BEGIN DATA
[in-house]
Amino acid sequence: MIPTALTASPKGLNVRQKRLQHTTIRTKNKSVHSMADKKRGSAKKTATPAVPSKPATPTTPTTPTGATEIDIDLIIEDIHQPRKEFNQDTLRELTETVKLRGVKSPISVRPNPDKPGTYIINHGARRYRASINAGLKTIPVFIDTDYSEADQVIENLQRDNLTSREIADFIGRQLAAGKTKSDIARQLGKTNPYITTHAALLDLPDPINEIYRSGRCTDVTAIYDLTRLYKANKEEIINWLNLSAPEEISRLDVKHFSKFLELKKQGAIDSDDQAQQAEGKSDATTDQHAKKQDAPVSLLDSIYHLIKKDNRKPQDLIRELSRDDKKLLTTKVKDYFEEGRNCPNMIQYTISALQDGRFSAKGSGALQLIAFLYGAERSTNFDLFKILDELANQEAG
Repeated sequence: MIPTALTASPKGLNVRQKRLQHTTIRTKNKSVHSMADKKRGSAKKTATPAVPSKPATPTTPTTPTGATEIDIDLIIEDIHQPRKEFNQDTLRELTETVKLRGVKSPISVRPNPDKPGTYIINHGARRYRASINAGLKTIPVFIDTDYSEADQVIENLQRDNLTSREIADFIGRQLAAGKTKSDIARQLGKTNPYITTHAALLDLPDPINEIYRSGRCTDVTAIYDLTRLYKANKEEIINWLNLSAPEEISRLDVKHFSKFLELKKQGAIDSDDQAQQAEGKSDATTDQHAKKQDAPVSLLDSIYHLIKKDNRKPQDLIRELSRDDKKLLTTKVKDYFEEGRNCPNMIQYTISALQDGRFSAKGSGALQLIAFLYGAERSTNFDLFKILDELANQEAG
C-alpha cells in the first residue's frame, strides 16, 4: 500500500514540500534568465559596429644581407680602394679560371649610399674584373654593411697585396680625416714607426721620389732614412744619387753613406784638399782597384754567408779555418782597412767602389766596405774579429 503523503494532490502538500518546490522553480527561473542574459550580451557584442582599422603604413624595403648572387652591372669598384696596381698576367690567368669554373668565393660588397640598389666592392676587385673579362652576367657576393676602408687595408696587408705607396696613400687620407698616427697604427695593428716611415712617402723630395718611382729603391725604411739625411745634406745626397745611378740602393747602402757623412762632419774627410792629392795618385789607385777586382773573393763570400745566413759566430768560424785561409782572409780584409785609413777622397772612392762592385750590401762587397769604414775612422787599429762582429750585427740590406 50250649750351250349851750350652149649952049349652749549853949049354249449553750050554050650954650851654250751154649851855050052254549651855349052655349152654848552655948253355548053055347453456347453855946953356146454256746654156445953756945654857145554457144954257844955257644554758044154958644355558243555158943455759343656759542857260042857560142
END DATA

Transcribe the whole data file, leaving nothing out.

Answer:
[in-house]
Amino acid sequence: MIPTALTASPKGLNVRQKRLQHTTIRTKNKSVHSMADKKRGSAKKTATPAVPSKPATPTTPTTPTGATEIDIDLIIEDIHQPRKEFNQDTLRELTETVKLRGVKSPISVRPNPDKPGTYIINHGARRYRASINAGLKTIPVFIDTDYSEADQVIENLQRDNLTSREIADFIGRQLAAGKTKSDIARQLGKTNPYITTHAALLDLPDPINEIYRSGRCTDVTAIYDLTRLYKANKEEIINWLNLSAPEEISRLDVKHFSKFLELKKQGAIDSDDQAQQAEGKSDATTDQHAKKQDAPVSLLDSIYHLIKKDNRKPQDLIRELSRDDKKLLTTKVKDYFEEGRNCPNMIQYTISALQDGRFSAKGSGALQLIAFLYGAERSTNFDLFKILDELANQEAG
Repeated sequence: MIPTALTASPKGLNVRQKRLQHTTIRTKNKSVHSMADKKRGSAKKTATPAVPSKPATPTTPTTPTGATEIDIDLIIEDIHQPRKEFNQDTLRELTETVKLRGVKSPISVRPNPDKPGTYIINHGARRYRASINAGLKTIPVFIDTDYSEADQVIENLQRDNLTSREIADFIGRQLAAGKTKSDIARQLGKTNPYITTHAALLDLPDPINEIYRSGRCTDVTAIYDLTRLYKANKEEIINWLNLSAPEEISRLDVKHFSKFLELKKQGAIDSDDQAQQAEGKSDATTDQHAKKQDAPVSLLDSIYHLIKKDNRKPQDLIRELSRDDKKLLTTKVKDYFEEGRNCPNMIQYTISALQDGRFSAKGSGALQLIAFLYGAERSTNFDLFKILDELANQEAG
C-alpha cells in the first residue's frame, strides 16, 4: 500500500514540500534568465559596429644581407680602394679560371649610399674584373654593411697585396680625416714607426721620389732614412744619387753613406784638399782597384754567408779555418782597412767602389766596405774579429 503523503494532490502538500518546490522553480527561473542574459550580451557584442582599422603604413624595403648572387652591372669598384696596381698576367690567368669554373668565393660588397640598389666592392676587385673579362652576367657576393676602408687595408696587408705607396696613400687620407698616427697604427695593428716611415712617402723630395718611382729603391725604411739625411745634406745626397745611378740602393747602402757623412762632419774627410792629392795618385789607385777586382773573393763570400745566413759566430768560424785561409782572409780584409785609413777622397772612392762592385750590401762587397769604414775612422787599429762582429750585427740590406 50250649750351250349851750350652149649952049349652749549853949049354249449553750050554050650954650851654250751154649851855050052254549651855349052655349152654848552655948253355548053055347453456347453855946953356146454256746654156445953756945654857145554457144954257844955257644554758044154958644355558243555158943455759343656759542857260042857560142